Long fuse dampens Things’ impact

The template for John Lee Hancock's The Little Things is obvious. Hoping to emulate David Fincher's Seven, this would-be thriller can't escape that classic's shadow, try as it might to cut its own path. Effectively atmospheric, capably directed and sporting a cast featuring three Oscar-winners, all the pieces seem to be in place to deliver an effective urban thriller. Unfortunately, Hancock's script is too clever by half, leading to needlessly complicated sequences that slow down an already deliberately paced film that never achieves a sense of narrative momentum.

Joe Deacon (Denzel Washington) is living a quiet life in a small California community as a police officer. However, this is upset when he's asked to go to Los Angeles to pick up a key piece of evidence for a local trial, an event that sets off a chain of events that leads him to delve into things he thought he'd put behind him. He crosses paths with Jim Baxter (Rami Malek), a hot-shot detective who's been tasked with tracking down a serial killer that's terrorizing the City of Angels. Running up against one dead end after another, he acts on a colleague's suggestion and reluctantly asks for Deacon's help. Seems the reserved officer has a past with the Los Angeles Police Department, one that's made him persona non grata with Captain Farris (Terry Kinney), despite his obvious talent. Nonetheless, Deacon agrees to work with Baxter on the side and before you know it, he's uncovered a suspect in the person of appliance repairman Albert Sparma (Jared Leto).

Hancock holds his cards close to the vest as his script very, very slowly reveals key events from Deacon's past, explaining why he exiled himself as well as the reason behind his interest in Baxter's case. This approach keeps the viewer on the hook as each revelation proves to be more intriguing than the last. The logic behind Deacon's withdrawn nature and rekindled obsession is narratively sound and in Washington's hands, he becomes a genuinely tragic figure we can't help but empathize with.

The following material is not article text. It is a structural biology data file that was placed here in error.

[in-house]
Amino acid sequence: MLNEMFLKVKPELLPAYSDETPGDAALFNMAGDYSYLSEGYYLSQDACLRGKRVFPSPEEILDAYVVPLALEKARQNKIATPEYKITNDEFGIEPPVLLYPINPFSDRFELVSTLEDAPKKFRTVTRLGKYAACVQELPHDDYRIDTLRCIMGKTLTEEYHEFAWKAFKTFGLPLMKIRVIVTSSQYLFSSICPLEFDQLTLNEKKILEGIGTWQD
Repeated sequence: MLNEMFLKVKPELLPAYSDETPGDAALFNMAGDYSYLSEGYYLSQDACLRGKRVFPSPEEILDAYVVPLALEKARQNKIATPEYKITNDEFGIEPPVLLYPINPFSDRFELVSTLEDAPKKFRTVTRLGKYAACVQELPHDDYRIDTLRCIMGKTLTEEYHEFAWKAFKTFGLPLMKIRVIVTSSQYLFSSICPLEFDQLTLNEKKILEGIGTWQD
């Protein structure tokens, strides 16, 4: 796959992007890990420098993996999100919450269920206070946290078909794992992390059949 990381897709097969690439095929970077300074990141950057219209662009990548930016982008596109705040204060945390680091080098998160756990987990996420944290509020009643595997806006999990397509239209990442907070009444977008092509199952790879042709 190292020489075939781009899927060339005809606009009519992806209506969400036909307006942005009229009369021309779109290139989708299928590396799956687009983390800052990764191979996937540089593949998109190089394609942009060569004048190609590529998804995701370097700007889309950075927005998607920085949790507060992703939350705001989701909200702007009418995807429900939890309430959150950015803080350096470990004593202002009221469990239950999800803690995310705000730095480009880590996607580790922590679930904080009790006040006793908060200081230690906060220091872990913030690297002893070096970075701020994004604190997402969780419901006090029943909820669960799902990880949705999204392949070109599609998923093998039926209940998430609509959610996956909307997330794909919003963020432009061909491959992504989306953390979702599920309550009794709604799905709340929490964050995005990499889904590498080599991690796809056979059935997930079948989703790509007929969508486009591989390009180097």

Baxter's backstory isn't as detailed, his character drawn in broad strokes. While it would be unfair to say he's a stereotype, there really isn't anything distinctive about him. He's a young cop, has a nice family, is eager to advance in his chosen career and is primed for a fall. Nonetheless, Malek brings his distinct style to the role, giving us a slightly coiled man with far more going on beneath the surface than he'd care to reveal. As for Leto, he's given very little to work with, his character purposely vague to lend a mystery as to his past and intentions. The actor brings his trademark brand of crazy to the part and it's to his credit that we don't dismiss Sparma out of hand but recognize him as a live wire and a genuine threat.

As for the ending...well, if nihilism is your bag. then this will be right in your wheelhouse. Though you'll likely have to pause and rewind key events in your mind to reevaluate them in light of the final revelation, once you realize just what Hancock is up to, you can't help but give him a tip of the cap. However, it's the pacing that ultimately undoes this effort. Granted, your mileage may vary, depending on the amount of patience you bring to this exercise, but I can't help but think that a more brisk, headlong rush through the story would have insured The Little Things had the devastating effect the director was striving for.

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